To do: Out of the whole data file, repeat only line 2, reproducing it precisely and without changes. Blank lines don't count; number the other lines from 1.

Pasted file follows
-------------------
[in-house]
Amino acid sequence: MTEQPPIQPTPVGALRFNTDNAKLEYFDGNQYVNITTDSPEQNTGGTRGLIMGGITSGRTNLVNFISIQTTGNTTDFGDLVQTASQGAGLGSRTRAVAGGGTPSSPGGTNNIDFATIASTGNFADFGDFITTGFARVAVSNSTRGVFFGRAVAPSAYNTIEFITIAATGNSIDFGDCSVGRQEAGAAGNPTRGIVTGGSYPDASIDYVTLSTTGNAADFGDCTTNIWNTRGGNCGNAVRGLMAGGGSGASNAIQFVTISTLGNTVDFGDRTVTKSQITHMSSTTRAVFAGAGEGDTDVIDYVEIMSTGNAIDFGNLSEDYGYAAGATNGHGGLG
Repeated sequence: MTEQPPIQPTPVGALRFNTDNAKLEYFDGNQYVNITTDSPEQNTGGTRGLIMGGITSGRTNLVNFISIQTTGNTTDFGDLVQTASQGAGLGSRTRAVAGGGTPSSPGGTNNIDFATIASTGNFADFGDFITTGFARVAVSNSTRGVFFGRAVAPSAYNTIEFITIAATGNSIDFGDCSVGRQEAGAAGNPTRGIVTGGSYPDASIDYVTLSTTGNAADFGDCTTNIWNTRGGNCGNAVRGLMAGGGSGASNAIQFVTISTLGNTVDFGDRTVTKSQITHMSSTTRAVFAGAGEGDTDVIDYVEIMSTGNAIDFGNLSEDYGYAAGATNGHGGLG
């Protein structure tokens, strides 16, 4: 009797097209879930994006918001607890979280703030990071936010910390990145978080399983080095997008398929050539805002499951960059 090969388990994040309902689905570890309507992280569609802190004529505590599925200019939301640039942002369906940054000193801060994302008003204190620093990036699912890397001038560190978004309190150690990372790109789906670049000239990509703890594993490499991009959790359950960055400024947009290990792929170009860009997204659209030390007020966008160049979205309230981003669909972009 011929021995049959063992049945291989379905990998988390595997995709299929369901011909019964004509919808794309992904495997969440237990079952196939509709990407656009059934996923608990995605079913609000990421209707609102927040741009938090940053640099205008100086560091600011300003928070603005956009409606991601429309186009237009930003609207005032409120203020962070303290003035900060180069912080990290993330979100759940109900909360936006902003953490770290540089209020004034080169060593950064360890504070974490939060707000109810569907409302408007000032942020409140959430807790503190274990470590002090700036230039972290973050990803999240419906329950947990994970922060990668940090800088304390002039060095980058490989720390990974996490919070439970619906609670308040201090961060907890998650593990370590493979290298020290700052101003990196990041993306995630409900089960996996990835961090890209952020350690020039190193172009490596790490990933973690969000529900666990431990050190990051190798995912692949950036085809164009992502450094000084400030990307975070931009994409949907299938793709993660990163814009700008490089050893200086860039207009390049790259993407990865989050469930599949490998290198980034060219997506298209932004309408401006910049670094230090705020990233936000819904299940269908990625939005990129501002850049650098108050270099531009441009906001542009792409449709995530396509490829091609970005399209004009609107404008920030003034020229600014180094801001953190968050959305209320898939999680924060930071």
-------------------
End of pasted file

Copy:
Amino acid sequence: MTEQPPIQPTPVGALRFNTDNAKLEYFDGNQYVNITTDSPEQNTGGTRGLIMGGITSGRTNLVNFISIQTTGNTTDFGDLVQTASQGAGLGSRTRAVAGGGTPSSPGGTNNIDFATIASTGNFADFGDFITTGFARVAVSNSTRGVFFGRAVAPSAYNTIEFITIAATGNSIDFGDCSVGRQEAGAAGNPTRGIVTGGSYPDASIDYVTLSTTGNAADFGDCTTNIWNTRGGNCGNAVRGLMAGGGSGASNAIQFVTISTLGNTVDFGDRTVTKSQITHMSSTTRAVFAGAGEGDTDVIDYVEIMSTGNAIDFGNLSEDYGYAAGATNGHGGLG